So, 81% of festival-goers don’t mind delayed flights, staying in disaster relief tents, and hanging out with feral dogs. Well, that’s according to organizers, anyway.
To say that Ja Rule and Billy McFarland’s Fyre Festival was disastrous would be a gross understatement. Festival-goers found poor food, horrible weather, delayed flights, feral animals, and a lack of medical care and shelter. Yet, 81% of people still want to come back to Fyre Festival next year.
Or so say the humiliated and discredited festival organizers.
Following the “mass chaos” that was Fyre Festival, organizers Ja Rule and Billy McFarland issued an apology. The Bahamas apparently lacked the necessary infrastructure to host a luxury music festival of Fyre Festival’s magnitude. Instead of taking the blame, they said that they merely lacked the foresight to anticipate any problems. In a statement to Rolling Stone, McFarland said,
“We were a little naïve in thinking for the first time we could do this ourselves. Next year, we will definitely start earlier. The reality is, we weren’t experienced enough to keep up.”
Instead of offering fans full refunds in good faith, McFarland arrogantly presented fans with the option to score VIP passes. He also vowed to donate $1.50 per ticket to the Bahamian Red Cross. (McFarland didn’t specify how many people actually purchased tickets.)
Should fans forgive McFarland and Ja Rule, they would hold passes for a once-in-a-lifetime luxury experience for next year’s Fyre Festival. This comes despite The Bahamas’ recent ban on further festivals organized by Ja Rule and McFarland on the island. Speaking with TMZ, The Bahamas Ministry of Tourism barred the duo from doing any kind of business in the country.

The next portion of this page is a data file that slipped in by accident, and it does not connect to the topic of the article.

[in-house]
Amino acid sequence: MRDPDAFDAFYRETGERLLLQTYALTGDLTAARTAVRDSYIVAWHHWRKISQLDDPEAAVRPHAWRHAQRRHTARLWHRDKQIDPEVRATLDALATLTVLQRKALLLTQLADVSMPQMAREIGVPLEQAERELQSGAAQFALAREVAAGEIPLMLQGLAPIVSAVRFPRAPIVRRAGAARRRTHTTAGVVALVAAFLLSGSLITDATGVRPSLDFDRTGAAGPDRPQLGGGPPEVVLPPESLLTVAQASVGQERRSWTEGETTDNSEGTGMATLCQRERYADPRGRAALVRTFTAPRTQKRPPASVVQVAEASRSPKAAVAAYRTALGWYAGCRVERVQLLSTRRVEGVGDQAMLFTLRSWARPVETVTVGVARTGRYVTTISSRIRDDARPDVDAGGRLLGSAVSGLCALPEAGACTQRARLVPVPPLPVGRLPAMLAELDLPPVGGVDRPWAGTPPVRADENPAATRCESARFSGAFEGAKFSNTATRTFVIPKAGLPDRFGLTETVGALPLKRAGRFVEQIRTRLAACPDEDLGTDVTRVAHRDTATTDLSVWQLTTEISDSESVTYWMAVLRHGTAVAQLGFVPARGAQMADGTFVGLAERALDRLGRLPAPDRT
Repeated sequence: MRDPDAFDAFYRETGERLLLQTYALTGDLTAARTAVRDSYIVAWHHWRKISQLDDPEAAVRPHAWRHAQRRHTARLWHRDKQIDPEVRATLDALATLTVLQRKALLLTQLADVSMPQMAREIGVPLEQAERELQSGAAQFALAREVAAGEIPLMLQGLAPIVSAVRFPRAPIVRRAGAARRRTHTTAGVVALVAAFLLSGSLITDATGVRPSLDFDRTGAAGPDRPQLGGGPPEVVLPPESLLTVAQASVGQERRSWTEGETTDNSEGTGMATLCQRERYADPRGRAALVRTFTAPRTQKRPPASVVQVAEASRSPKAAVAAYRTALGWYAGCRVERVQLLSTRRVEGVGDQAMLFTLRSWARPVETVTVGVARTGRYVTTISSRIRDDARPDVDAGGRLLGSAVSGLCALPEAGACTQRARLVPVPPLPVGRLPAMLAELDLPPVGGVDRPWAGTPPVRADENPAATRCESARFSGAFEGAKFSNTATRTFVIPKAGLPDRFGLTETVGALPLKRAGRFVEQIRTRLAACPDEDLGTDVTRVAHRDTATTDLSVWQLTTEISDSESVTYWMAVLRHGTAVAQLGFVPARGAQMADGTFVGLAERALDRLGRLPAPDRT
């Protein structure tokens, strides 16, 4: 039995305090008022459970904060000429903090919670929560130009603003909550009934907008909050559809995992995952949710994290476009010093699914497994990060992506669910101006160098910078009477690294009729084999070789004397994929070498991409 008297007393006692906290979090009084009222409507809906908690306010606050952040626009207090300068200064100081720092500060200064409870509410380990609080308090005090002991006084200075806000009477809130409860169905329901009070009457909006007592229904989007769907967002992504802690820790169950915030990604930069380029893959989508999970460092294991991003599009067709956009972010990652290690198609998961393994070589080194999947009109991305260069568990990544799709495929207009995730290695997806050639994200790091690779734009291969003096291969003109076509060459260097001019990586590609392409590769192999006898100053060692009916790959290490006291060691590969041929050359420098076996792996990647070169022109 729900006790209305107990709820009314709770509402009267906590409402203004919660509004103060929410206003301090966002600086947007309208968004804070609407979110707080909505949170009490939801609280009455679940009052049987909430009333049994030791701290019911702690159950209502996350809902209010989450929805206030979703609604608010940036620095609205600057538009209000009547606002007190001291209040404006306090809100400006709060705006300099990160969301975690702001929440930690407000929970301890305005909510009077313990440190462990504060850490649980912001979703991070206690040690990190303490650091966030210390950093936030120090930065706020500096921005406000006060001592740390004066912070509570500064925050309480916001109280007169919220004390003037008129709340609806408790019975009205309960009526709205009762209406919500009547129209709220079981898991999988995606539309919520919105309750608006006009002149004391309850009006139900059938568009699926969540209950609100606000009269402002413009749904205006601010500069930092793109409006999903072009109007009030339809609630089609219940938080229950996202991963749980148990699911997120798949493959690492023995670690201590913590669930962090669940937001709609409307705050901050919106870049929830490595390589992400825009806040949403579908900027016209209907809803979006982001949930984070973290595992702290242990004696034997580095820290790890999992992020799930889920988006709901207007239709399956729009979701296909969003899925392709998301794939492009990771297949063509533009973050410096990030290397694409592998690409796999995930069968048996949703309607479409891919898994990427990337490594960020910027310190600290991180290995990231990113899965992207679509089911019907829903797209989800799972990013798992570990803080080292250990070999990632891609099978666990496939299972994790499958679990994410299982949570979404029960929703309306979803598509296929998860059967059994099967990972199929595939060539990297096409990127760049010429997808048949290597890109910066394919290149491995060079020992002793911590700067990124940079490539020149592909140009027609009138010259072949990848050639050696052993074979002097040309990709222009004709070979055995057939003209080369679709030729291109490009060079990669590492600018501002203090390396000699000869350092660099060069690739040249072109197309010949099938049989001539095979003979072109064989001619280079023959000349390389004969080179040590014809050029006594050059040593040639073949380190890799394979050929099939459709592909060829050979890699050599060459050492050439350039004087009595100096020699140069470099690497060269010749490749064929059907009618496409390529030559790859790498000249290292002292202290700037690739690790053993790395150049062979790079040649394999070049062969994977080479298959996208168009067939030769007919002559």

So, does this spell the end of Fyre Festival? According to organizers, no, of course not. In an attempt to save face, an unnamed member of the management team told Rolling Stone,
“Once the refund application process is complete, we will start sharing news on plans for Fyre Festival 2018. Currently 81% of guests who have filled out the refund application have said they would like to attend Fyre Festival 2018. We are so thankful for their support and excitement as we strive to make this right.”
After the original debacle, McFarland and Ja Rule got his with two hefty class-action lawsuits. The first, presented by Mark Geragos, claims the Fyre Festival descended into a chaotic mess rivaling The Hunger Games. The second lawsuit claims the duo breached contracts with festival-goers, committed fraud, and negligently mispresented the music festival. Geragos asked for $100 million. The second lawsuit didn’t specify an amount.
McFarland and Ja Rule appear unfazed by the mess. Both have already mapped out the 2018 follow-up. Ignoring the previous mess, and once again refusing to take blame, McFarland told Rolling Stone,
“There will be make-up dates, May 2018 in the U.S., free for everybody who signed up for this festival…It’ll be not just music, but all forms of entertainment. The one change we will make is we will not try to do it ourselves. We will make sure there is infrastructure in place to support us.”
Featured image by ILO in Asia and the Pacific (CC by 2.0)